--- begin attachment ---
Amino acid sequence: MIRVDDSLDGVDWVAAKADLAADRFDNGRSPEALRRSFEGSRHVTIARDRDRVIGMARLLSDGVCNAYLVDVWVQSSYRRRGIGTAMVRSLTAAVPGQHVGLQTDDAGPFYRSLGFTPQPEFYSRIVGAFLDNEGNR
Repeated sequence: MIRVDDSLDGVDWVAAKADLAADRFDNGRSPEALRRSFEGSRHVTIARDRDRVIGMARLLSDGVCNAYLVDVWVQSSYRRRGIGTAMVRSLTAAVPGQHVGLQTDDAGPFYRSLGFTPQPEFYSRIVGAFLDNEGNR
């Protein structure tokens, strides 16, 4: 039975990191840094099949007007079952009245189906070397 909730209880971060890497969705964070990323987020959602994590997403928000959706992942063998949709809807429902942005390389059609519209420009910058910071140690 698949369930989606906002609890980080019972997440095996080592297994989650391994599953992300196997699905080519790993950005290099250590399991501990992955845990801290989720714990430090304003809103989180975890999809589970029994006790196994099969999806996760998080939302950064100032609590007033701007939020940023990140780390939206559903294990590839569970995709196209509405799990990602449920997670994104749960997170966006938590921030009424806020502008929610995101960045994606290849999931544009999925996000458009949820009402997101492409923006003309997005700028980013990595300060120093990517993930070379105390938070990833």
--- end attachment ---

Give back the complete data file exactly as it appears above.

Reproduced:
Amino acid sequence: MIRVDDSLDGVDWVAAKADLAADRFDNGRSPEALRRSFEGSRHVTIARDRDRVIGMARLLSDGVCNAYLVDVWVQSSYRRRGIGTAMVRSLTAAVPGQHVGLQTDDAGPFYRSLGFTPQPEFYSRIVGAFLDNEGNR
Repeated sequence: MIRVDDSLDGVDWVAAKADLAADRFDNGRSPEALRRSFEGSRHVTIARDRDRVIGMARLLSDGVCNAYLVDVWVQSSYRRRGIGTAMVRSLTAAVPGQHVGLQTDDAGPFYRSLGFTPQPEFYSRIVGAFLDNEGNR
């Protein structure tokens, strides 16, 4: 039975990191840094099949007007079952009245189906070397 909730209880971060890497969705964070990323987020959602994590997403928000959706992942063998949709809807429902942005390389059609519209420009910058910071140690 698949369930989606906002609890980080019972997440095996080592297994989650391994599953992300196997699905080519790993950005290099250590399991501990992955845990801290989720714990430090304003809103989180975890999809589970029994006790196994099969999806996760998080939302950064100032609590007033701007939020940023990140780390939206559903294990590839569970995709196209509405799990990602449920997670994104749960997170966006938590921030009424806020502008929610995101960045994606290849999931544009999925996000458009949820009402997101492409923006003309997005700028980013990595300060120093990517993930070379105390938070990833």